When engaged in Free, Libre and Open Source Software (FLOSS) development, it is nearly impossible to avoid legal issues and concerns. Every few lines of code written become subject to copyright. Patents seem to cover nearly any code a developer can write. Trademarks may already exist on potential project names for your exciting new codebase.
In FLOSS development, we’d all rather ignore these legal systems that impact our work, but we cannot. In this talk, a lawyer and a software developer team up to introduce the basics of what every developer should know about these legal systems. This presentation helps FLOSS hackers understand the parts of these legal systems that are most likely to effect them, in hopes that they can go about their work armed with the right knowledge and keep the legal details from getting in their way.
This talk will cover:
Bradley M. Kuhn is a Director of FSF, President of the Software Freedom Conservancy, and won the O’Reilly Open Source Award at OSCON 2012. Kuhn began his work in the Free, Libre and Open Source Software (FLOSS) Movement as a volunteer in 1992, when he became an early adopter of the GNU /Linux operating system, and began contributing to various FLOSS projects. He worked during the 1990s as a system administrator and software developer for various companies, and taught AP Computer Science at Walnut Hills High School in Cincinnati. Kuhn’s non-profit career began in 2000, when he was hired by the Free Software Foundation. As FSF’s Executive Director from 2001-2005, Kuhn led FSF’s GPL enforcement, launched its Associate Member program, and invented the Affero GPL. From 2005-2010, Kuhn worked as the Policy Analyst and Technology Director of the Software Freedom Law Center. Kuhn holds a summa cum laude B.S. in Computer Science from Loyola University in Maryland, and an M.S. in Computer Science from the University of Cincinnati. His Master’s thesis (an excerpt from which won the Damien Conway Award for Best Technical Paper at this conference in 2000) discussed methods for dynamic interoperability of FLOSS languages. Kuhn has a regular blog and a microblog (@bkuhn on identi.ca).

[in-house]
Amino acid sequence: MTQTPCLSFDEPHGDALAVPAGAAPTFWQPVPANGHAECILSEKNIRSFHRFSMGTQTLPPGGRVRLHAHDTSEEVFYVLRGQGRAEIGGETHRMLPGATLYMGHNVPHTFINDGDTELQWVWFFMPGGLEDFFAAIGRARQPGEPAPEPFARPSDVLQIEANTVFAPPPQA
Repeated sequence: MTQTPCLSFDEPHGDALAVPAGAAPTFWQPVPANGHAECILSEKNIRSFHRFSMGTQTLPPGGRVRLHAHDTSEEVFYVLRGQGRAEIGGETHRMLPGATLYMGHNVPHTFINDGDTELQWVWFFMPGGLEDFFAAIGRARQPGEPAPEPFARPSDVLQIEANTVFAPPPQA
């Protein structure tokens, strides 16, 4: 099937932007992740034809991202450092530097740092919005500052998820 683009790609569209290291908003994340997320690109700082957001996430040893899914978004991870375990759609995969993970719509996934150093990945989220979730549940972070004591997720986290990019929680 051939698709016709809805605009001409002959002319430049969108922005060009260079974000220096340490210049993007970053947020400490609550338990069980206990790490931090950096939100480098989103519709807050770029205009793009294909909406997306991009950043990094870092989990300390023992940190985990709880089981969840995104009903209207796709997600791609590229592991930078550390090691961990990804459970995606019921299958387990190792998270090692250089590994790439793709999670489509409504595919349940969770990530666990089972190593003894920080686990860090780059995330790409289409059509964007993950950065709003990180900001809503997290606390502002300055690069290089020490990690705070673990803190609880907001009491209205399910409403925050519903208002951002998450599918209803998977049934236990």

Karen M. Sandler is the Executive Director of the GNOME Foundation. Prior to joining GNOME, she was General Counsel of the Software Freedom Law Center. Karen continues to do pro bono legal work with SFLC and serves as an officer of both the Software Freedom Conservancy and SFLC. Before joining SFLC, she worked as an associate in the corporate departments of Gibson, Dunn & Crutcher LLP in New York and Clifford Chance in New York and London. Karen received her law degree from Columbia Law School in 2000, where she was a James Kent Scholar and co-founder of the Columbia Science and Technology Law Review. Karen received her bachelor’s degree in engineering from The Cooper Union.
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